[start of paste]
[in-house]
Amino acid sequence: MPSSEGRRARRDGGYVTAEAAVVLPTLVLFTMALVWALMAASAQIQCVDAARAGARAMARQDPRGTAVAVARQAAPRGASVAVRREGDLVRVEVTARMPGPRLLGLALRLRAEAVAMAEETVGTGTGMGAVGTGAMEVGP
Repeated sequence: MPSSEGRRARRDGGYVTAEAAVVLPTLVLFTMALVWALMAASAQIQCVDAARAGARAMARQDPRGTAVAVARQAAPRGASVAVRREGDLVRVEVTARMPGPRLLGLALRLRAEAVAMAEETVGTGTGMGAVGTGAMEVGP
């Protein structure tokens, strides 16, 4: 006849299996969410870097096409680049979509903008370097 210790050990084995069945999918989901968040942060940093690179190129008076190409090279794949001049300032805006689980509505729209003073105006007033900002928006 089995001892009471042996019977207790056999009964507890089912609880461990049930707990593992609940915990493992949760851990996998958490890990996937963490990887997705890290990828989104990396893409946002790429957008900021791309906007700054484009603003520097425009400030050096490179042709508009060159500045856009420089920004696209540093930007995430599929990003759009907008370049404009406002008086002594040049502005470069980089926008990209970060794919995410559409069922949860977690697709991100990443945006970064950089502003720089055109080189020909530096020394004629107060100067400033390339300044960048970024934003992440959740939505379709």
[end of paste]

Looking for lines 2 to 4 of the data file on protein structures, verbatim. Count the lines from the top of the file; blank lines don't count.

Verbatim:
Amino acid sequence: MPSSEGRRARRDGGYVTAEAAVVLPTLVLFTMALVWALMAASAQIQCVDAARAGARAMARQDPRGTAVAVARQAAPRGASVAVRREGDLVRVEVTARMPGPRLLGLALRLRAEAVAMAEETVGTGTGMGAVGTGAMEVGP
Repeated sequence: MPSSEGRRARRDGGYVTAEAAVVLPTLVLFTMALVWALMAASAQIQCVDAARAGARAMARQDPRGTAVAVARQAAPRGASVAVRREGDLVRVEVTARMPGPRLLGLALRLRAEAVAMAEETVGTGTGMGAVGTGAMEVGP
């Protein structure tokens, strides 16, 4: 006849299996969410870097096409680049979509903008370097 210790050990084995069945999918989901968040942060940093690179190129008076190409090279794949001049300032805006689980509505729209003073105006007033900002928006 089995001892009471042996019977207790056999009964507890089912609880461990049930707990593992609940915990493992949760851990996998958490890990996937963490990887997705890290990828989104990396893409946002790429957008900021791309906007700054484009603003520097425009400030050096490179042709508009060159500045856009420089920004696209540093930007995430599929990003759009907008370049404009406002008086002594040049502005470069980089926008990209970060794919995410559409069922949860977690697709991100990443945006970064950089502003720089055109080189020909530096020394004629107060100067400033390339300044960048970024934003992440959740939505379709």